Organizations are about promises and responsibility. Screw that up, and no matter why, someone has to pay as your failure hurt the organization and the people involved. You don’t have to restrain yourself on going after the people who did the actual crime, but corporations have made promises. If you can’t keep them, you’ve got a problem.

In fact, I’d say a corporation that suffers a data breach or similar failure must be investigated to see if it violated social norms. If the corporation made guarantees it could not and did not keep, if good faith effort was not made, the corporation was responsible. There is a failure of the company that echoes the action of the criminal, it too violated norms.

Of course we all know that if we at all ask this we’ll find a lot of corporations have done terrible at security. It’s all cost cutting, half-assed integration, and big bonuses. A lot of companies, if they were really investigated for security problems, would be locked down and sold off for being terrible.

(And yes, I work in Healthcare, which has insanely strict rules, but everyone should for everything, and we remember that these rules protect people.)

We don’t need to act like corporations are victims like people. If they can’t keep their promises, if security violations reveal they’ve done a poor job of protecting people, they’re part of the problem. Some of them should pay. Some shouldn’t exist.

Steven Savage

The Bullshit Waste Cascade

(This column is posted at www.StevenSavage.com, Steve’s Tumblr, and Pillowfort.  Find out more at my newsletter, and all my social media at my linktr.ee)

Watching once sort-of-reputable Rasmussen fall into the fever swamps of anti-vax bullshit is sad, but not surprising. I understand from some people I know that they’ve had weird biases for some time, if only for “marketing” purposes. Still, now their once good-ish name is now pretty much going to be used for whatever fantasies or con-jobs their leadership wants.

This has made me reflect on the damaging nature of Bullshit writ broad (in which I include disinformation and propaganda for “writ large.”). See, when we have people spewing things with no concern – or outright enmity towards – truth, it cascades downward. Having worked in many an organization as a Project Manager, you get very familiar with “cascade” effects of bad things, where one pebble starts an avalanche.

We’ve got a pretty bad Bullshit cascade going on in the world.

The basic Bullshit machine we see in assorted PR firms, hack pollsters, and what seems to be over half of political consultants is damaging enough. We have people buying dangerous products, getting wrong information, voting for grifters, authoritarian government manipulation, and more. But that’s the initial damage from Bullshit – the start of even worse.

As Bullshit spreads (and it certainly seems we’re good at spreading it these days) it worms it’s way into peoples minds. Truth fractures, lies become regarded as sacred, and people believe. The damage of Bullshit is long-term, and that may or may not be intentional, but it has to be kept in mind. In fact the unintentional Enduring Bullshit is probably even more damaging as we might not notice it – as I often see in various medical scams.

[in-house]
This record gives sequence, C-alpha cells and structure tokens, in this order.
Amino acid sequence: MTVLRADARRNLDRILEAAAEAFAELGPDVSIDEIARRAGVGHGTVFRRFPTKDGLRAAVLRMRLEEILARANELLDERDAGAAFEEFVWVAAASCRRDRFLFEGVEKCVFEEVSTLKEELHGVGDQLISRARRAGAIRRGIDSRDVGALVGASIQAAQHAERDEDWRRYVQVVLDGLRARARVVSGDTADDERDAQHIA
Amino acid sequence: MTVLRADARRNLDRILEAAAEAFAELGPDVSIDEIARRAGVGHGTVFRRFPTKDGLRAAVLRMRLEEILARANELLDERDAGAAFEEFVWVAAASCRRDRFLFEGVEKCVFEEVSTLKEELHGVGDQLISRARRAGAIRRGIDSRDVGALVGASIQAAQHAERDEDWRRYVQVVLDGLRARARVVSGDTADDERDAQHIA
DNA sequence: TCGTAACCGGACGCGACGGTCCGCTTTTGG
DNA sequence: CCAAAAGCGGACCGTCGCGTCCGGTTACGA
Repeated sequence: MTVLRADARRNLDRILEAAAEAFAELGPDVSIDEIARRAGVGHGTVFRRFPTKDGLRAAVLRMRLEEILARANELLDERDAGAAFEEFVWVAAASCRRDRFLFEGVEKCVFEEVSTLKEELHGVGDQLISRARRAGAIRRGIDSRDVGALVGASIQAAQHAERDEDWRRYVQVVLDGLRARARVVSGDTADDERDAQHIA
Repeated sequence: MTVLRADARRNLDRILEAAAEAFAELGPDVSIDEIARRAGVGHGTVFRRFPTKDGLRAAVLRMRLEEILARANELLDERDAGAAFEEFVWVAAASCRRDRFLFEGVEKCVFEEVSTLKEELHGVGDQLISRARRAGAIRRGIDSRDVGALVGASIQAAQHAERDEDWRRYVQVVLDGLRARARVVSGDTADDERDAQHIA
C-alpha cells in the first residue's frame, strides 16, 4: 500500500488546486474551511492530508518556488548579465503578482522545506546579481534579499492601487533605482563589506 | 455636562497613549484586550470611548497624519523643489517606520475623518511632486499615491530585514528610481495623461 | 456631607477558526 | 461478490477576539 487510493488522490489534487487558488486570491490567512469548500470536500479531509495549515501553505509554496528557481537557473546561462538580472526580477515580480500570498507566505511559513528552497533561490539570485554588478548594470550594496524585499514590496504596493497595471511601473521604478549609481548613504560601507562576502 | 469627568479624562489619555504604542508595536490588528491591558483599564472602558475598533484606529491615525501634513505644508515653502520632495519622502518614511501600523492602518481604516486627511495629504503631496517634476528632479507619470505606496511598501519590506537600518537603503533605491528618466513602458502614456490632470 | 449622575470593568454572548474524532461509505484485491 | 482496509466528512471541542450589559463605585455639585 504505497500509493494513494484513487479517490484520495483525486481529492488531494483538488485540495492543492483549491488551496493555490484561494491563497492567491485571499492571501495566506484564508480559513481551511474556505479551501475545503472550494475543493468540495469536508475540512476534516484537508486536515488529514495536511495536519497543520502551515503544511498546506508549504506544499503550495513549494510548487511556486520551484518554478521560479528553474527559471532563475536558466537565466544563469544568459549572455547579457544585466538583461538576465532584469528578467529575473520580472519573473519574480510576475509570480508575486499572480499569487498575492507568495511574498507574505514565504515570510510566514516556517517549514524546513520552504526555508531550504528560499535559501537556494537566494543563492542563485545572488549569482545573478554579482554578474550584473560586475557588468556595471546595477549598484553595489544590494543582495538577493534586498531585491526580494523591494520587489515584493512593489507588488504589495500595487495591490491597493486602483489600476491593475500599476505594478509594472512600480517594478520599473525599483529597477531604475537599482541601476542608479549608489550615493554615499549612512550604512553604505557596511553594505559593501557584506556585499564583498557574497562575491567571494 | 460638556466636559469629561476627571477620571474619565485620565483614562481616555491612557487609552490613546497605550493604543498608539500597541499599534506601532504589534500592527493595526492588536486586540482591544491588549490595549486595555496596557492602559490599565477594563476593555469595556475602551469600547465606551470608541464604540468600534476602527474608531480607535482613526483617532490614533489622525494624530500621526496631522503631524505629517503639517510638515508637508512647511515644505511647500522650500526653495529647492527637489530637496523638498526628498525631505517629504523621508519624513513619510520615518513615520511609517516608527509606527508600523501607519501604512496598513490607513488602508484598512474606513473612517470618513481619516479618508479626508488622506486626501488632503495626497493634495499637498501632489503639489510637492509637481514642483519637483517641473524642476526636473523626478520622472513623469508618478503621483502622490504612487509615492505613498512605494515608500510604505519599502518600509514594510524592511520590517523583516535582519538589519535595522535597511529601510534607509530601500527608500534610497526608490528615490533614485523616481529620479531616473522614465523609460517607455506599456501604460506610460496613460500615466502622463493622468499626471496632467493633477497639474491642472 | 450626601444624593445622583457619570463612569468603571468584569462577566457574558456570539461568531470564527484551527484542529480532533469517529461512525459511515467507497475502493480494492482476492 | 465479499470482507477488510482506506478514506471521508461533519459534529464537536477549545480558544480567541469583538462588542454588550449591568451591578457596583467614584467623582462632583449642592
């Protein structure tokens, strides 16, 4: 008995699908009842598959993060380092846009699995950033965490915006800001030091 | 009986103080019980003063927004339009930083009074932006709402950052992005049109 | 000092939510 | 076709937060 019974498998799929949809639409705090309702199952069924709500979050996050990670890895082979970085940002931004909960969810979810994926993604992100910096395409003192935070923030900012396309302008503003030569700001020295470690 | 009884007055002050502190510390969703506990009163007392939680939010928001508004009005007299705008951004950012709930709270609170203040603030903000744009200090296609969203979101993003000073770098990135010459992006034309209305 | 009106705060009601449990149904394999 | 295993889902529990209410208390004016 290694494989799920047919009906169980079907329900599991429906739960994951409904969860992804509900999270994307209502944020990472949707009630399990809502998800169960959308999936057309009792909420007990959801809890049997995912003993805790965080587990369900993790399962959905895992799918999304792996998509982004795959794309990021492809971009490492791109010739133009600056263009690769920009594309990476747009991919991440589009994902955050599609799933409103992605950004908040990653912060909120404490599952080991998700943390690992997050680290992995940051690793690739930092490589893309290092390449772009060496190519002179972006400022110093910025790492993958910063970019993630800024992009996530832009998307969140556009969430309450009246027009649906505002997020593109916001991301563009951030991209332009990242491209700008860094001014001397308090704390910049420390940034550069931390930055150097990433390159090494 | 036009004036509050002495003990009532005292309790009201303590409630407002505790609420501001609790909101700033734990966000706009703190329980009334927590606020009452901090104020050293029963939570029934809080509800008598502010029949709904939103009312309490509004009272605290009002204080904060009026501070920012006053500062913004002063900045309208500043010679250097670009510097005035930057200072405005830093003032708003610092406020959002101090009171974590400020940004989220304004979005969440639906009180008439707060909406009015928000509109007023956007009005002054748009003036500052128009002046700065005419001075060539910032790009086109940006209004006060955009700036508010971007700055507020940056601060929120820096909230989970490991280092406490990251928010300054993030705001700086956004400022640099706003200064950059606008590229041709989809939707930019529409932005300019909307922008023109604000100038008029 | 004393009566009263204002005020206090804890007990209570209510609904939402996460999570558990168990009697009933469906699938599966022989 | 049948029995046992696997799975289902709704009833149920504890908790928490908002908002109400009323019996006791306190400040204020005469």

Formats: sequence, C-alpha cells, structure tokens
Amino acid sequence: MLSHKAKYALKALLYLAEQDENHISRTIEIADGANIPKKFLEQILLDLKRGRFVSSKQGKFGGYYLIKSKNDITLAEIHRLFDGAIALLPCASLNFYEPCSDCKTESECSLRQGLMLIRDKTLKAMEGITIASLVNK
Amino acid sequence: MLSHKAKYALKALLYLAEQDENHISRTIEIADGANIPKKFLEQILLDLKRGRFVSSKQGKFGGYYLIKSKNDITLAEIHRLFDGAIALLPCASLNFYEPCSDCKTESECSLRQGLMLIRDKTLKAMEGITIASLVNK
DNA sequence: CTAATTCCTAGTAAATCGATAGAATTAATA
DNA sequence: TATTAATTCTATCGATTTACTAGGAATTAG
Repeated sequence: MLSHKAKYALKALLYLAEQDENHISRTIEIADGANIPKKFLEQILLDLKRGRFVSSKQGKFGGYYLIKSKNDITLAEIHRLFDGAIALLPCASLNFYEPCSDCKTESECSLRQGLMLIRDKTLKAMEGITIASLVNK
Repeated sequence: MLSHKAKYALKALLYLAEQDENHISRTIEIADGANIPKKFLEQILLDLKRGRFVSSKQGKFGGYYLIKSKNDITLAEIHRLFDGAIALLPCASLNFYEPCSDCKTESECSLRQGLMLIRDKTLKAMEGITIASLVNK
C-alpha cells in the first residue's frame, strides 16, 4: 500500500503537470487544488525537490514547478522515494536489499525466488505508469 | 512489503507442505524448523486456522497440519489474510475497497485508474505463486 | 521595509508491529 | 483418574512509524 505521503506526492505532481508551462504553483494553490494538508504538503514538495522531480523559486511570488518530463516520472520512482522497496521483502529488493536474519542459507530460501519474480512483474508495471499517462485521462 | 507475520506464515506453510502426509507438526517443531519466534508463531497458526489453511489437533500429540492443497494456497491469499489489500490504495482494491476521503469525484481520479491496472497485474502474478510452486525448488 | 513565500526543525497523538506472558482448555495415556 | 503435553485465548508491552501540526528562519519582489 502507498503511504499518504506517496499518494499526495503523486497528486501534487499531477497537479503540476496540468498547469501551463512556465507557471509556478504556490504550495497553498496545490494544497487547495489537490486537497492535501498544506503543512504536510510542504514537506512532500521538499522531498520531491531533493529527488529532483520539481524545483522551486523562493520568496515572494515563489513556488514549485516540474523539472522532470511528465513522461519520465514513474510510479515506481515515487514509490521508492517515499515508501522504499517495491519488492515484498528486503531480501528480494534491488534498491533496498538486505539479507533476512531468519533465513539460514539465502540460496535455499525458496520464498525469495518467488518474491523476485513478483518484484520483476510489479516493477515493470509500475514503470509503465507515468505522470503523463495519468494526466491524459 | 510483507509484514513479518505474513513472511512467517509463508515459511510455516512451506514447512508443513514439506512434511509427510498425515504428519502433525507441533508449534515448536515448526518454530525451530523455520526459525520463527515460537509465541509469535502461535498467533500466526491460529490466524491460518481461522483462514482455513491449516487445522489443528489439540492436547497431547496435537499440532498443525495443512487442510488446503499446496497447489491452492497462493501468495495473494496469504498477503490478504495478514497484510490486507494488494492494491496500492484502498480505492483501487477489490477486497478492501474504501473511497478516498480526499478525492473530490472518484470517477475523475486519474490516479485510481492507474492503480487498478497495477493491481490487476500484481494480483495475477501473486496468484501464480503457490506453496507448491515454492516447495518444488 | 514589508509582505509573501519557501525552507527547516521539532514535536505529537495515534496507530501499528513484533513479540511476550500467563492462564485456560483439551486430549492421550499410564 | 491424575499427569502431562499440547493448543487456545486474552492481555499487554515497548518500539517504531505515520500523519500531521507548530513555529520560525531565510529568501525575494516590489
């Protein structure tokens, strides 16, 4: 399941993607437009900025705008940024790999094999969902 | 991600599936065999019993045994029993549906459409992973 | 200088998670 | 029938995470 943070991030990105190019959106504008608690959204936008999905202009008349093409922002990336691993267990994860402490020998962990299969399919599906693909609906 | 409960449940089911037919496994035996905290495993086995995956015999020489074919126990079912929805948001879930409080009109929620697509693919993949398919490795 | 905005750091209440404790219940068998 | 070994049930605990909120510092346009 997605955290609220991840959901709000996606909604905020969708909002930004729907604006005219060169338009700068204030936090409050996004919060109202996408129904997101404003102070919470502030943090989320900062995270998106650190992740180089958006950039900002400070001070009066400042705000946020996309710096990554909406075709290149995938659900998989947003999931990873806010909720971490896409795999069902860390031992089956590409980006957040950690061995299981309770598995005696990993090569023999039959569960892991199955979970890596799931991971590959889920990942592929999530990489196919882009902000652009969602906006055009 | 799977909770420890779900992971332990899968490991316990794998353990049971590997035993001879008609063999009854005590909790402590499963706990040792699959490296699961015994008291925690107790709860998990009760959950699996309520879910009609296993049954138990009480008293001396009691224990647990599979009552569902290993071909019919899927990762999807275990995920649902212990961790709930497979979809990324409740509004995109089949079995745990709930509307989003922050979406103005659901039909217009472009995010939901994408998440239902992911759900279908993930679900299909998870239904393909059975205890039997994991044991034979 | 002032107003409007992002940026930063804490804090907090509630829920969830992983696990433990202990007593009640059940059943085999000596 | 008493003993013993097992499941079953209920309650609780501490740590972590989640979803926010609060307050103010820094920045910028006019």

(For that matter, think of Bullshit as a kind of cultural equivalent of long COVID, if you want to get more depressed.)

Bullshit that endures seems to mate with other Bullshit. When you’re busy avoiding facts and truth after all, why not double up – weather you’re a propagandist or someone trying not to admit they’re wrong. Bullshit is used to justify or cross-fertilize Bullshit, like viruses combining. Soon you’re wondering how people merged 5G conspiracy theories with anti-vax conspiracy theories and aliens (something I’ve seen myself).

The systemic damage is bad, but remember that Bullshit consumes resources. The people who are busy creating Bullshit could be doing something more productive. The people fighting Bullshit would probably like to not have to, thank you. People bamboozled by Bullshit proceed to do bad things, wasting their time, hurting others, and creating more work for cleanup. The damage spreads throughout societies – and the planet.

Finally there is something that I think gets ignored about Bullshit but really needs our attention in these times – that Bullshit machines get people interested in doing more Bullshit. The people who pivot from Yoga to conspiracy theories to sell supplements. The folks who yes-and conspiracy theorists to sell their books or just get clicks (who are also crossbreeding Bullshit). It seems the more Bullshitters out there the more people see it as a life and career option.

If you ever felt like the age of the internet crossed with mass media is a lot of people lying to themselves and each other, yeah, you understand what I mean. Some bad things and bad people cascade throughout media, culture, and keep setting off more and more problems. Plenty of people look at them and think “I want a piece of that.”

Meanwhile humanity has a lot of crises to deal with, and the Great Bullshit Engine keeps going and maybe even expanding. Things are indeed more messed up than we may think because of these Bullshit effects.

If we’re going to try to dig out from the world’s problems, we’ll have to confront Bullshit, correct the damage, prevent Bullshit, and discourage it. It may help to realize just how bad the damage it causes is.

Steven Savage